- Home /
- News /
- 2010 /
- June /
- UPDATED: EXCLUSIVE: EU-USA SWIFT AGREEMENT: European Commission: Full-text of agreement on the transfer of all financial transactions in the EU to the USA
UPDATED: EXCLUSIVE: EU-USA SWIFT AGREEMENT: European Commission: Full-text of agreement on the transfer of all financial transactions in the EU to the USA
01 June 2010
European Commission: Full-text of agreement on the transfer of all financial transactions in the EU to the USA: Agreement between the EU and the USA on the processing and transfer of financial messaging data from the EU to the USA for purposes of the Terroist Finance Tracking Program
(11 June 2010, pdf):
Earlier Draft: Agreement between the European Union and the USA on the processing and transfer of financial messaging data from the EU to the USA for the purposes of the Terrorist Finance Tracking Programme
When Commissioner Mallstrom gave a presentation on the proposed agreement to the European Parliament's Civil Liberties Committee (LIBE) on 10 June 2010 substantial reservations were raised by MEPs. At the core of MEPs concerns is Article 12 (Monitoring of Safeguards and Controls) for individuals thought by US agencies to be involved in "the terrorism nexus". Financial data from the EU is opened and searched by US agencies using specialists "tools" (highly sophisticated computer programmes) - which only the USA has access to. In simple terms US agencies get a "packet" of personal financial data from the EU which they "open" and then "select" the data on specific names. But the EU cannot check the names selected - as it has no access to the "tools" - and therefore cannot exercise its right to "safeguards" and "controls" by "blocking" the inclusion of specific individuals. MEPs were adamant that the EU must have this power if they were to accept the Agreement.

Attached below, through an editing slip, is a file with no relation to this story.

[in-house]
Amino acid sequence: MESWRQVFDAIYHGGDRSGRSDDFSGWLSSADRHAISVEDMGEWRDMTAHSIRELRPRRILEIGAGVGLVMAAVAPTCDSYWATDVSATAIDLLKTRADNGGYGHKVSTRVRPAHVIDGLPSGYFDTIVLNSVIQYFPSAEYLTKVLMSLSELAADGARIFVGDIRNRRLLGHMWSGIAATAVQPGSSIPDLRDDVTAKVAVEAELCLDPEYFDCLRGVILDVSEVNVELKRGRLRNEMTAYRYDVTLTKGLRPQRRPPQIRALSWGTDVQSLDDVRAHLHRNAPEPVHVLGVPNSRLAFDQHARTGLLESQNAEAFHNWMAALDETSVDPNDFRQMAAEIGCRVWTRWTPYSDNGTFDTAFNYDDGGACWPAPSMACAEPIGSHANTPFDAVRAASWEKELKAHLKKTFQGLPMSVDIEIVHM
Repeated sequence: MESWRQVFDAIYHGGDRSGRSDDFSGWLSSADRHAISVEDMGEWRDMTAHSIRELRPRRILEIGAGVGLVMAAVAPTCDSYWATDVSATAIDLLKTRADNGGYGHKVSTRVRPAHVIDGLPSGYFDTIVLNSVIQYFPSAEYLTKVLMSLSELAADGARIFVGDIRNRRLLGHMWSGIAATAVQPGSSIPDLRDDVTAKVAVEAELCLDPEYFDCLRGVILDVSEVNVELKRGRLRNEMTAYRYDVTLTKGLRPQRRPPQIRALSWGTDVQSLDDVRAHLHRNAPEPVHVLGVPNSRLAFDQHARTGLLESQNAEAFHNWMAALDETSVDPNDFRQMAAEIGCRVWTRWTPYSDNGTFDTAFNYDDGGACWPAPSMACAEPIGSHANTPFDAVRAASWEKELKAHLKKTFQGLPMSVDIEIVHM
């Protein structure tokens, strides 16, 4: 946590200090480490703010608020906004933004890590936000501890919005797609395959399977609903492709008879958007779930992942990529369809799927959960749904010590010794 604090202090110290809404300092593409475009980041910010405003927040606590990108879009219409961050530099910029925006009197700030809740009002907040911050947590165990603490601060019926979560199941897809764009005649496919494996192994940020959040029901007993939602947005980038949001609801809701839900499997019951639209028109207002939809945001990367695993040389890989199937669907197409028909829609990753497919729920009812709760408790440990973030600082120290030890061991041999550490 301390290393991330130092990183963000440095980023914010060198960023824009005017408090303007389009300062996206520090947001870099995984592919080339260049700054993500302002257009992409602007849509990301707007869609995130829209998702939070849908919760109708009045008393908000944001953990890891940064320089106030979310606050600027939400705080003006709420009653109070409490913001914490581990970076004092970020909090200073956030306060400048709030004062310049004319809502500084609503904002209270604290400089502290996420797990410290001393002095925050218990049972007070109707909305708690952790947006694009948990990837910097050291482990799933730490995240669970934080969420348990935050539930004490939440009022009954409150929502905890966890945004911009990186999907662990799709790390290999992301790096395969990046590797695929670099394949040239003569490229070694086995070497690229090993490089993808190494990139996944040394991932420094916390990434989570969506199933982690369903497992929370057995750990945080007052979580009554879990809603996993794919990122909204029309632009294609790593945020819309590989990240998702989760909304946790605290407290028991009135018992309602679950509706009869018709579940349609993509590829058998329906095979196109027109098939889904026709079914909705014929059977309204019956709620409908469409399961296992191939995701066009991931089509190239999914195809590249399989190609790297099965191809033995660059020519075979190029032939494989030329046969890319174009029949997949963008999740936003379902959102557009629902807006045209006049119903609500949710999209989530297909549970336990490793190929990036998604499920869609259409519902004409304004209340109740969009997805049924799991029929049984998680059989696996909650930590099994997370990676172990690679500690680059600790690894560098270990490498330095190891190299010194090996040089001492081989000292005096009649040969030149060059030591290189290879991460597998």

A second, related concern is which EU agency should conduct judicial control over the US's use of data in order to protect the rights of the individual. While Europol (the EU police agency) gathers intelligence on terrorism it is argued the Eurojust (composed of national prosecutors, magistrates, or police officers of equivalent competence, detached from each Member State according to their own legal systems) is much better placed to enforce EU standards of data protection and privacy. This is particularly so because Eurojust can call on EU and national powers to protect those wrongly caught up in the US-defined "terrorist nexus".
The Commission thinks that having briefed MEPs on the LIBE Committee of the EP that it can simply agree the text presented. The next stage is the formal adoption of the proposed Agreement (which represents the EU-USA position) by the European Commission on 15 June - it will then be formally forwarded for agreement to the Council of the European Union (the 27 governments) and the European Parliament. In February the European Parliament rejected a proposed Interim Agreement on SWIFT and it due to agree its position again at a plenary session in July - and if the text remains the same it may well reject it again.
Background: Statewatch coverage of SWIFT
(Google search, link)